A survey of US neurointerventional non-physician procedural staff demonstrates a self-reported burnout prevalence of 51%. According to Patrick Brown of Wake Forest Baptist University (Winston-Salem, USA), who presented the data at the Society of NeuroInterventional Surgery’s (SNIS) 17th Annual Meeting (4–7 August; virtual meeting), this figure was driven more by interaction with leadership and physician staff than by thrombectomy procedural volume and stroke call. He also highlighted that attrition among neurointerventionalist non-physician procedural staff is high.
Given the “heavy toll” that burnout takes on healthcare providers, Brown told the SNIS audience that the team sought to assess the prevalence and risk factors for burnout among neurointerventional non-physician procedural staff, such as nurses and technologists.
Research investigating burnout within this cohort is important, he conveyed, due to the increasing demand of thrombectomy.
The team sent out a 41-question online survey containing questions including the Maslach Burnout Inventory-Human Services Survey for Medical Personnel. According to Brown, it was distributed to neurointerventional nurses as well as radiology technologists at 20 endovascular capable stroke centres around the USA.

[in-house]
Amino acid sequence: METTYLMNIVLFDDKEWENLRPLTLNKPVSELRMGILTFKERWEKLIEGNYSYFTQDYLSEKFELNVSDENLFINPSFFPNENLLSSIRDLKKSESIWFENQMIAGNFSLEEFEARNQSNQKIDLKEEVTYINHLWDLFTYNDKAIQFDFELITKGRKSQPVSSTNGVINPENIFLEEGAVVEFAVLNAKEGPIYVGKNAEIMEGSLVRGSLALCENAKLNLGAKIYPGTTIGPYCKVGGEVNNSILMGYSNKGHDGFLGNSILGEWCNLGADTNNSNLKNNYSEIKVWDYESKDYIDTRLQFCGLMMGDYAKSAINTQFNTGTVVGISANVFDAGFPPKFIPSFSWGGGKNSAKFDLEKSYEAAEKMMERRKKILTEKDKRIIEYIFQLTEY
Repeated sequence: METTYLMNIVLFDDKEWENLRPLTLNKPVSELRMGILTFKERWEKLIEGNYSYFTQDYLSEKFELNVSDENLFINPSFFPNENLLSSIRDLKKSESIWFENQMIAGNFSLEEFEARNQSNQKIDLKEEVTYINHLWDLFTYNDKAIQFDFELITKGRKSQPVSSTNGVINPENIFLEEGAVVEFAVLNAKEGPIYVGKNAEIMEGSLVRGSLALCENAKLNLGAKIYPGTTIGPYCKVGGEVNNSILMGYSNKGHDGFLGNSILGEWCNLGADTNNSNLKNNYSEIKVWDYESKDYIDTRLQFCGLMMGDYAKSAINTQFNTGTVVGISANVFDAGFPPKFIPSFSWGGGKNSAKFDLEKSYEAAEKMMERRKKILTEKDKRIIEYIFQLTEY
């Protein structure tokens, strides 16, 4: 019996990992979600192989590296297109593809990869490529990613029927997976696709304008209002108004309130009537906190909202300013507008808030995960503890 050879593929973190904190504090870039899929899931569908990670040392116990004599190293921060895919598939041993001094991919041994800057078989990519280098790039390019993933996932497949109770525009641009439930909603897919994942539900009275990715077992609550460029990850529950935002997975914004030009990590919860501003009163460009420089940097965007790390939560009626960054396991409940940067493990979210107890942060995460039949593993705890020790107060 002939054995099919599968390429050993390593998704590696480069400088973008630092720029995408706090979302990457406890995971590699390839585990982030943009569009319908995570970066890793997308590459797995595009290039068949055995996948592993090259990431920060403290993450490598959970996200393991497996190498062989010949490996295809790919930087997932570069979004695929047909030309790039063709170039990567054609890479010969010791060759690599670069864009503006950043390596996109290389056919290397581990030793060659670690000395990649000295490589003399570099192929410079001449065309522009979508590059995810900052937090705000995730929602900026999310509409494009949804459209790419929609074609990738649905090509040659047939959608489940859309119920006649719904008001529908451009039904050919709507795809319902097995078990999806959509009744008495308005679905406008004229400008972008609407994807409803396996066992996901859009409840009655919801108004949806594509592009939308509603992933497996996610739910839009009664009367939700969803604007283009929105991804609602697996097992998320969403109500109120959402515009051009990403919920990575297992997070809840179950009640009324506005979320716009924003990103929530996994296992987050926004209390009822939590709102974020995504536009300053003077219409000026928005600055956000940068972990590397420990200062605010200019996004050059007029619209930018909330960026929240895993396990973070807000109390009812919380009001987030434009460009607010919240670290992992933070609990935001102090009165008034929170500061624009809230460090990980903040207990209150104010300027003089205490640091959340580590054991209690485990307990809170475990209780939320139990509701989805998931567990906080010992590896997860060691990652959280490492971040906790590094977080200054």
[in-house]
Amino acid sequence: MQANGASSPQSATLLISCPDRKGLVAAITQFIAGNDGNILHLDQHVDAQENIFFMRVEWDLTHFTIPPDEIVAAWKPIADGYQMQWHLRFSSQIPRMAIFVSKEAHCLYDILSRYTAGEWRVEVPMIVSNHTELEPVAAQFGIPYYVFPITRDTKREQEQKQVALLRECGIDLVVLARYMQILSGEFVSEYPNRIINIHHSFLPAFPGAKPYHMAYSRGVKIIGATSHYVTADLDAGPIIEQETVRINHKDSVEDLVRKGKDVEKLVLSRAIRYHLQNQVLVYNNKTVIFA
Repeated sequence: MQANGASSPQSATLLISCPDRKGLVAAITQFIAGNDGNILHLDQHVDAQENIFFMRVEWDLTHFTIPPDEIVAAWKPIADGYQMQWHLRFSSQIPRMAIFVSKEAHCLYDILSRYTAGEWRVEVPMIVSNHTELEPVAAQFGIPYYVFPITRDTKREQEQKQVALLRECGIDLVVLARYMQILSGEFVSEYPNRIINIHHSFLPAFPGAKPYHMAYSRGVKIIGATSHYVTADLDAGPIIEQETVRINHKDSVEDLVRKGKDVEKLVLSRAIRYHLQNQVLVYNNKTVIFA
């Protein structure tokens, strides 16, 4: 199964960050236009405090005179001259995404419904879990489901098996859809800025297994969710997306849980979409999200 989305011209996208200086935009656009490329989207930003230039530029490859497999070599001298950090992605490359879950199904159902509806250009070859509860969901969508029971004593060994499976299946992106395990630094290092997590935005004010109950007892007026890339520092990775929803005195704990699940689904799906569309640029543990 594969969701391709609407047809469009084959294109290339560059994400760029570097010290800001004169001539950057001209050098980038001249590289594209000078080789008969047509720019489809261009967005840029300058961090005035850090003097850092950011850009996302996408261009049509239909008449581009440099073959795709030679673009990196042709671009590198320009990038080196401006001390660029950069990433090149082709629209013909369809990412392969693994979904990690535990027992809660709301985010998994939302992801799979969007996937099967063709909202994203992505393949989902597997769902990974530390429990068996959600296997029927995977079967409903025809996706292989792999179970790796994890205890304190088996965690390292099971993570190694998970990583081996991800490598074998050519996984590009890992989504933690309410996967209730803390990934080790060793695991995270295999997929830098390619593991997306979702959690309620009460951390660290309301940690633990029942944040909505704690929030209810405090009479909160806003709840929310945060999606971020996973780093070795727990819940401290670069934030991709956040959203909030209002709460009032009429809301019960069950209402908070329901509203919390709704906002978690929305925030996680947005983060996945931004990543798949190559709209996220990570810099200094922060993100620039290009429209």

Discussing the results, Brown said that the team received 244 responses; a response rate of 64%. Median (inter-quartile) composite scores for emotional exhaustion were 25 (15–35), depersonalisation (2–11) and personal accomplishment 39 (35–43).
In total, 51% of respondents met the established criteria for burnout. However, Brown explained that there was no significant relationship between hospital thrombectomy volume, call frequency, call cases covered, or length of commute.
Regarding the multiple logistic regression analysis, feeling under appreciated by hospital leadership and working with difficult or unpleasant physicians were “strongly associated” with burnout. Moreover, at participating centres, nurse and technologist attrition was 25% over the last year, while—according to Brown—the analysis also indicated that over 50% of respondents had strongly considered leaving their position over the last two years.
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